I keep getting asked about how to use magnet strips for students' names...
And here is the original post with similar information. When I made this post in 2014, it must have been the year I transitioned from printed names (using the printer) to students writing their own names in a certain color for each class. As of 2017, students use the color of their choice. Some even choose to decorate this small space! They can also take their names home over the summer. If they bring them back the next school year, I let them in on the fun of answering the questions when they stop by to visit!
Please share with me what YOUR question of the day looks like in your class(es)!
Near the end of the year, not every child moves his or her name over at the start of the class. I can still take quick attendance, and if it's not a question I feel will spark real conversation, I don't bug those students to answer it. I've got myriad questions for our "Question of the Day," and some are more interesting to certain students than others. However, many times students will add one of their own, because they know it is always welcomed once they learn the types of questions and possible answers that we use. This latest student-chosen question had the most buy-in from my students! There were only three students (from homeroom) who did not answer! Who'd've thunk? ;)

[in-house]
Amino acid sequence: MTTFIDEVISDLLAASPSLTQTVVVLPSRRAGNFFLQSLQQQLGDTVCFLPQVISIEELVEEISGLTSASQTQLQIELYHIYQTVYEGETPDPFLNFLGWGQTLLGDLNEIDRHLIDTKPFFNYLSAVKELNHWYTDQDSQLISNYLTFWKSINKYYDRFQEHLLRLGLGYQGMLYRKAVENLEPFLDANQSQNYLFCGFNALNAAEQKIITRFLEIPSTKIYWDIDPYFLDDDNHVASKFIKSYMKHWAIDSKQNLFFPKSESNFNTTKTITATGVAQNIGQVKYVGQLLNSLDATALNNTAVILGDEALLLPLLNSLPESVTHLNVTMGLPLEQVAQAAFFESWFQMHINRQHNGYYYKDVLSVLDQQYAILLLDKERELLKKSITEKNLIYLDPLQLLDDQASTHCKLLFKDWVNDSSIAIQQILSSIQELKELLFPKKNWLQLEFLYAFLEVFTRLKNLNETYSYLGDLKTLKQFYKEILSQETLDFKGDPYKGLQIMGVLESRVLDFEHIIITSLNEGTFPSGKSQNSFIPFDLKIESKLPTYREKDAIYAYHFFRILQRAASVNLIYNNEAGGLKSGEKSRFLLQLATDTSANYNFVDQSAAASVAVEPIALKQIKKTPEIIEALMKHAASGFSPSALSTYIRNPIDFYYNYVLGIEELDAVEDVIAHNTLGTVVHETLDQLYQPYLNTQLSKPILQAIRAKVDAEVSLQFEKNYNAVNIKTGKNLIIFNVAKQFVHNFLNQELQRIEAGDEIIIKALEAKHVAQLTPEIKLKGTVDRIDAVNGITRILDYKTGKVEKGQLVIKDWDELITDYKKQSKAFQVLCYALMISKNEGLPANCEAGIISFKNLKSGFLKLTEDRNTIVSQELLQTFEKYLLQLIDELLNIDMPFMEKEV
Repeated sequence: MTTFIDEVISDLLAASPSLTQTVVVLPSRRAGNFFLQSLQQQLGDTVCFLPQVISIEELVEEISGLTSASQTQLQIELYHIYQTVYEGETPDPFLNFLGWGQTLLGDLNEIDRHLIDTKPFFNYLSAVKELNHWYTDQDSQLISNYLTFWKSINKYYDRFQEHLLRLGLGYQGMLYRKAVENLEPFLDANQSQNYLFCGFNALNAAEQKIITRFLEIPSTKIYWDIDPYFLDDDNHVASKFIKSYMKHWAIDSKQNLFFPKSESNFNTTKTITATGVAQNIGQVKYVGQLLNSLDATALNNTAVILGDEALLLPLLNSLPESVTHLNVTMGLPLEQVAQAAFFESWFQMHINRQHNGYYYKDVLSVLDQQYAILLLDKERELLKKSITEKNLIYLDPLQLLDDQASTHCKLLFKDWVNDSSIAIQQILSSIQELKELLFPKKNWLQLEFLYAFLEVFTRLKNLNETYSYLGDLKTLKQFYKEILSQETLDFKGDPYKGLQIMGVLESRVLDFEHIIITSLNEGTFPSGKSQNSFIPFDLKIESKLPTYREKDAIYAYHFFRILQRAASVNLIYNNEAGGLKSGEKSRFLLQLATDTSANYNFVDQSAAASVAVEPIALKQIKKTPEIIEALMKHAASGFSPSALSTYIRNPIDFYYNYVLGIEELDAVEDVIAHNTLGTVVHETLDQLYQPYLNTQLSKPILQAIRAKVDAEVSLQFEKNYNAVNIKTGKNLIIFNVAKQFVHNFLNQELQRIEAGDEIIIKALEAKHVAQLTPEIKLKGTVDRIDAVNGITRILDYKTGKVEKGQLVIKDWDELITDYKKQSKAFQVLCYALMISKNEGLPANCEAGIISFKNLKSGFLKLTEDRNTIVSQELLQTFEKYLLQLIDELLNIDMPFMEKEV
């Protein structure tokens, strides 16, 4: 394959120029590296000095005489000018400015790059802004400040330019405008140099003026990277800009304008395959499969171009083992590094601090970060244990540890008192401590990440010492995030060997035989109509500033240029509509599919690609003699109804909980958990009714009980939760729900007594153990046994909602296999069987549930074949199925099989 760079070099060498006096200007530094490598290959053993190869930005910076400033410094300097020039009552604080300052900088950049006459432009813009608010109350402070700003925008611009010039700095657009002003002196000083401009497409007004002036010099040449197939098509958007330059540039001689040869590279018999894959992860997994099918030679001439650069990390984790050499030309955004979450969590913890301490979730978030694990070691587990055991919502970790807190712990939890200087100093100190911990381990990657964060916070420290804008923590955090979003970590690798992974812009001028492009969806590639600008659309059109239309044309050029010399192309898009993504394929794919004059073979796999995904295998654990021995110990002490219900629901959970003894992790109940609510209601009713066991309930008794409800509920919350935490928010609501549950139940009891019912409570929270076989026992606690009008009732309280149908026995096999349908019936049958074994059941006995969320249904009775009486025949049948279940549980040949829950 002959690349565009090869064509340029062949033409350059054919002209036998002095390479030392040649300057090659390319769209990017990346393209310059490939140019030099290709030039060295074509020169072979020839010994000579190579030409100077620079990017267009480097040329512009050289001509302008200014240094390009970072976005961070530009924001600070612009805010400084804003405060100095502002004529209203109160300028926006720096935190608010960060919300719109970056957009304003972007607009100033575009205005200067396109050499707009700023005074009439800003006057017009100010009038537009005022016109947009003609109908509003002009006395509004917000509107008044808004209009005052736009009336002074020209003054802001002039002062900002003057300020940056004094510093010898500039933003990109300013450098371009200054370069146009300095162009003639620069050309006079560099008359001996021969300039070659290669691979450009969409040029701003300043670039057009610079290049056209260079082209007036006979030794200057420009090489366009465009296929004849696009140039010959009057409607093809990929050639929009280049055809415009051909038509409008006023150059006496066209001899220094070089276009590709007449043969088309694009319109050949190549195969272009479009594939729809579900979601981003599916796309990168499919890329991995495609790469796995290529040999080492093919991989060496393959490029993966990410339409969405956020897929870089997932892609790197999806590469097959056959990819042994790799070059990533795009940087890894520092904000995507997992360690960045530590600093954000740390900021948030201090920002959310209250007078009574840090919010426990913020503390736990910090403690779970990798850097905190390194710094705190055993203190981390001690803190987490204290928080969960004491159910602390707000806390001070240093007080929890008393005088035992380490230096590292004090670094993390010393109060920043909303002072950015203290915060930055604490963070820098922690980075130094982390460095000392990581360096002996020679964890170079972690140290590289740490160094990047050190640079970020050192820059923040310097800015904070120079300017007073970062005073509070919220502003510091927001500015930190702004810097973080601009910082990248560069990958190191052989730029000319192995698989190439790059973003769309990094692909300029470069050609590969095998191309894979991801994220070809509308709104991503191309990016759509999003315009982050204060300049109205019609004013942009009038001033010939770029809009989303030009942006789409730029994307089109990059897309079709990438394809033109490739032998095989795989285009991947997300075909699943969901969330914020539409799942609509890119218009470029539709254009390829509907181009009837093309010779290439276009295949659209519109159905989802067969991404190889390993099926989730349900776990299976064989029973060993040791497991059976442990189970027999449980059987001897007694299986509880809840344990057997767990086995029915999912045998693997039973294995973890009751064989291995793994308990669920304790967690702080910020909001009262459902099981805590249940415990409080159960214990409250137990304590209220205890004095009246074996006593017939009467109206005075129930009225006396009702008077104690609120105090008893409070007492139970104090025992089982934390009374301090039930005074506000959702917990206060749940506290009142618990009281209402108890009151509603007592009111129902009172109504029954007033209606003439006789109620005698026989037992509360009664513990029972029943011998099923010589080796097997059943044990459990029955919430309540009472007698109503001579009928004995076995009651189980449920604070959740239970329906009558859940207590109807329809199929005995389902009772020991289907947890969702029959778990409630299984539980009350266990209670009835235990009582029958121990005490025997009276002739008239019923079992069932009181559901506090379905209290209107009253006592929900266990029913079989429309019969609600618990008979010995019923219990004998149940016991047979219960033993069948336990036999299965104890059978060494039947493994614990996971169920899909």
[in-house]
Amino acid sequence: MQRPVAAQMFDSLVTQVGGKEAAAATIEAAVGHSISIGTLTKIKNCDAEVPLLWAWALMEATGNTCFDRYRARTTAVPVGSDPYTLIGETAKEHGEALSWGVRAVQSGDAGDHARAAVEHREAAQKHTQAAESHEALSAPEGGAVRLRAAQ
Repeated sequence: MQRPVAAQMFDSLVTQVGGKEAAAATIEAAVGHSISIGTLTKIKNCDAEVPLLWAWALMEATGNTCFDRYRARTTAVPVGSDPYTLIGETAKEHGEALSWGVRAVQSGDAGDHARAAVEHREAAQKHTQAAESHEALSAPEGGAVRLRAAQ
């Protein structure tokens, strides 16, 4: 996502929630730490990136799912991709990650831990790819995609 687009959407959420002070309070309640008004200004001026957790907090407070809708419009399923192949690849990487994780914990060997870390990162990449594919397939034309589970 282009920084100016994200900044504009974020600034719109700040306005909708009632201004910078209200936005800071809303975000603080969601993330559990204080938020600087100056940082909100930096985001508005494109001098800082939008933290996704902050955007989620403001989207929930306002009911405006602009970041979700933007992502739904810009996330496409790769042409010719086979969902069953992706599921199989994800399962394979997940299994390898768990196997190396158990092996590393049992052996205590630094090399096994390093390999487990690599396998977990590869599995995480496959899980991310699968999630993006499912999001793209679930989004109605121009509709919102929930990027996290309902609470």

This was one of the "simply fun" questions we like to throw up on the board. Timely, relevant, and simply FUN! The responses you put under your questions may just not be enough for some scholars. I LOVE it when they add their own...
"I'd buy them for my posse, too!"
We often don't know what happens in our students' homes. The question of the day can help with this relationship. Before heading out for our seventh grade outdoor education trip, we talk about table manners. Since we have over 150 students attending, eating all in one room at crowded tables can be tricky. The day after we talk about good table manners, I like to pose this question to my students...
They move their magnets (which also helps me with a quick attendance check), and then, as happens often, one student adds another category. This day, what appeared was "I don't eat with my family." The one who started it gets my attention. What's the schedule like at home? Why don't you eat with your family? The response this year made me sad. "I don't want to. I bring my food up to my bedroom and eat there." That's my signal to get to know this student even more.